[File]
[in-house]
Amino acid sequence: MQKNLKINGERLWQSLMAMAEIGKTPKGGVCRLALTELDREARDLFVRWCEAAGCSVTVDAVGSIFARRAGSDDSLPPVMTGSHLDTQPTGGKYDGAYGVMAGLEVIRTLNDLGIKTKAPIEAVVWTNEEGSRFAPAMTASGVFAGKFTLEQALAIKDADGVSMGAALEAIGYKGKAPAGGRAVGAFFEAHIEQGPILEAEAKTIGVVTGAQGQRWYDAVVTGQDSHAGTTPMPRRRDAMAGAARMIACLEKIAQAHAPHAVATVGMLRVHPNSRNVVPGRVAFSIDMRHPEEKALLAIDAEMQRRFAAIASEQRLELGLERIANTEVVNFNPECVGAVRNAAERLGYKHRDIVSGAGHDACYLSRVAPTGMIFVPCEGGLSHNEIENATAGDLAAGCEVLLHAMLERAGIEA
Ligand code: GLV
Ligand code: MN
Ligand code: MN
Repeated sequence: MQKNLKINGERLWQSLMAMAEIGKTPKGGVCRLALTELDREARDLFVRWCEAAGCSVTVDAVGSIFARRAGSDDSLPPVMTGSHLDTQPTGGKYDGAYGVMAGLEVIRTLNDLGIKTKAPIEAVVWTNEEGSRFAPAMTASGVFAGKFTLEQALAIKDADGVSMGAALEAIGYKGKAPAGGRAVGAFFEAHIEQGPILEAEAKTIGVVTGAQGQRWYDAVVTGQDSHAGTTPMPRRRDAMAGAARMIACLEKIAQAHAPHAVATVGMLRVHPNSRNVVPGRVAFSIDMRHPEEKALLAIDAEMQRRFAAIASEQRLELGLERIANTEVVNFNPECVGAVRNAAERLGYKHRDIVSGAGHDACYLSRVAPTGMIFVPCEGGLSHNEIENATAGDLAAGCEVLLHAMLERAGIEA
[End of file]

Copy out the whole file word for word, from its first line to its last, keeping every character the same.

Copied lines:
[in-house]
Amino acid sequence: MQKNLKINGERLWQSLMAMAEIGKTPKGGVCRLALTELDREARDLFVRWCEAAGCSVTVDAVGSIFARRAGSDDSLPPVMTGSHLDTQPTGGKYDGAYGVMAGLEVIRTLNDLGIKTKAPIEAVVWTNEEGSRFAPAMTASGVFAGKFTLEQALAIKDADGVSMGAALEAIGYKGKAPAGGRAVGAFFEAHIEQGPILEAEAKTIGVVTGAQGQRWYDAVVTGQDSHAGTTPMPRRRDAMAGAARMIACLEKIAQAHAPHAVATVGMLRVHPNSRNVVPGRVAFSIDMRHPEEKALLAIDAEMQRRFAAIASEQRLELGLERIANTEVVNFNPECVGAVRNAAERLGYKHRDIVSGAGHDACYLSRVAPTGMIFVPCEGGLSHNEIENATAGDLAAGCEVLLHAMLERAGIEA
Ligand code: GLV
Ligand code: MN
Ligand code: MN
Repeated sequence: MQKNLKINGERLWQSLMAMAEIGKTPKGGVCRLALTELDREARDLFVRWCEAAGCSVTVDAVGSIFARRAGSDDSLPPVMTGSHLDTQPTGGKYDGAYGVMAGLEVIRTLNDLGIKTKAPIEAVVWTNEEGSRFAPAMTASGVFAGKFTLEQALAIKDADGVSMGAALEAIGYKGKAPAGGRAVGAFFEAHIEQGPILEAEAKTIGVVTGAQGQRWYDAVVTGQDSHAGTTPMPRRRDAMAGAARMIACLEKIAQAHAPHAVATVGMLRVHPNSRNVVPGRVAFSIDMRHPEEKALLAIDAEMQRRFAAIASEQRLELGLERIANTEVVNFNPECVGAVRNAAERLGYKHRDIVSGAGHDACYLSRVAPTGMIFVPCEGGLSHNEIENATAGDLAAGCEVLLHAMLERAGIEA